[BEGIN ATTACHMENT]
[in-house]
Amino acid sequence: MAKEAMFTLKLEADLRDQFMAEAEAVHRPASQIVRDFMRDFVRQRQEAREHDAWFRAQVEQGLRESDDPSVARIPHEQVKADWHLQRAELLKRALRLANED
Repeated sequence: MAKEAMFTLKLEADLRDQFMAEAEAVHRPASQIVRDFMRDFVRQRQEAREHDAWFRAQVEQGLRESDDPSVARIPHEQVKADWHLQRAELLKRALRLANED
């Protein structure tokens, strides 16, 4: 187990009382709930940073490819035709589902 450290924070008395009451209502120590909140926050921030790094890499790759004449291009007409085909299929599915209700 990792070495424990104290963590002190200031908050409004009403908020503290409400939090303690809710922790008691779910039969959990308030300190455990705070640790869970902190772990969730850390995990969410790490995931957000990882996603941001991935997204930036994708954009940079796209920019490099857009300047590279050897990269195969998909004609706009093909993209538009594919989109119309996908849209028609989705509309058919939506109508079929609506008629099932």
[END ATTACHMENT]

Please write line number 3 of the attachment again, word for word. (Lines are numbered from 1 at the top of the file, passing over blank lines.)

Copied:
Repeated sequence: MAKEAMFTLKLEADLRDQFMAEAEAVHRPASQIVRDFMRDFVRQRQEAREHDAWFRAQVEQGLRESDDPSVARIPHEQVKADWHLQRAELLKRALRLANED